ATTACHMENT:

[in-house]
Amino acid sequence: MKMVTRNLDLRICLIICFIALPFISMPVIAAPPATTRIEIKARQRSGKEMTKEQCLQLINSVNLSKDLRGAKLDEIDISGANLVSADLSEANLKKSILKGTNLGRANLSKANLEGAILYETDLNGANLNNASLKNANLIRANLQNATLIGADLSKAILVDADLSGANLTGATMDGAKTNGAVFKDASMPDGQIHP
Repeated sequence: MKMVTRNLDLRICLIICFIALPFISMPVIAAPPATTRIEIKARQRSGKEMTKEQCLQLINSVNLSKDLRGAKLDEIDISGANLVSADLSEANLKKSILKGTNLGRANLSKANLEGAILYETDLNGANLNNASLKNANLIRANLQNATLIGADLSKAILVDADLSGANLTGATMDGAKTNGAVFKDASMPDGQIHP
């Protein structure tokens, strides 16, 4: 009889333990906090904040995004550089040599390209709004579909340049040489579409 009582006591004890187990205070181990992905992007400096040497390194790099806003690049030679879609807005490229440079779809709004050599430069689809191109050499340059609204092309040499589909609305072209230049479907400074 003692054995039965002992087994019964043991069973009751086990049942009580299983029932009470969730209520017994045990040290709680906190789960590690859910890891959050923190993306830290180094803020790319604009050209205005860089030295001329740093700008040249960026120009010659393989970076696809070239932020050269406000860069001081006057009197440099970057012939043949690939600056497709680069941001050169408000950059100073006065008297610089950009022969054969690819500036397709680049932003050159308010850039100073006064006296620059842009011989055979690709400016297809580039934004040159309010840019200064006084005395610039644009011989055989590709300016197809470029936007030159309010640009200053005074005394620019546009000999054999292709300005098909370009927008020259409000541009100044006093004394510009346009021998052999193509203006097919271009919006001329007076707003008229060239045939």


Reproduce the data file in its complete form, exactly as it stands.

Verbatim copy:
[in-house]
Amino acid sequence: MKMVTRNLDLRICLIICFIALPFISMPVIAAPPATTRIEIKARQRSGKEMTKEQCLQLINSVNLSKDLRGAKLDEIDISGANLVSADLSEANLKKSILKGTNLGRANLSKANLEGAILYETDLNGANLNNASLKNANLIRANLQNATLIGADLSKAILVDADLSGANLTGATMDGAKTNGAVFKDASMPDGQIHP
Repeated sequence: MKMVTRNLDLRICLIICFIALPFISMPVIAAPPATTRIEIKARQRSGKEMTKEQCLQLINSVNLSKDLRGAKLDEIDISGANLVSADLSEANLKKSILKGTNLGRANLSKANLEGAILYETDLNGANLNNASLKNANLIRANLQNATLIGADLSKAILVDADLSGANLTGATMDGAKTNGAVFKDASMPDGQIHP
């Protein structure tokens, strides 16, 4: 009889333990906090904040995004550089040599390209709004579909340049040489579409 009582006591004890187990205070181990992905992007400096040497390194790099806003690049030679879609807005490229440079779809709004050599430069689809191109050499340059609204092309040499589909609305072209230049479907400074 003692054995039965002992087994019964043991069973009751086990049942009580299983029932009470969730209520017994045990040290709680906190789960590690859910890891959050923190993306830290180094803020790319604009050209205005860089030295001329740093700008040249960026120009010659393989970076696809070239932020050269406000860069001081006057009197440099970057012939043949690939600056497709680069941001050169408000950059100073006065008297610089950009022969054969690819500036397709680049932003050159308010850039100073006064006296620059842009011989055979690709400016297809580039934004040159309010840019200064006084005395610039644009011989055989590709300016197809470029936007030159309010640009200053005074005394620019546009000999054999292709300005098909370009927008020259409000541009100044006093004394510009346009021998052999193509203006097919271009919006001329007076707003008229060239045939």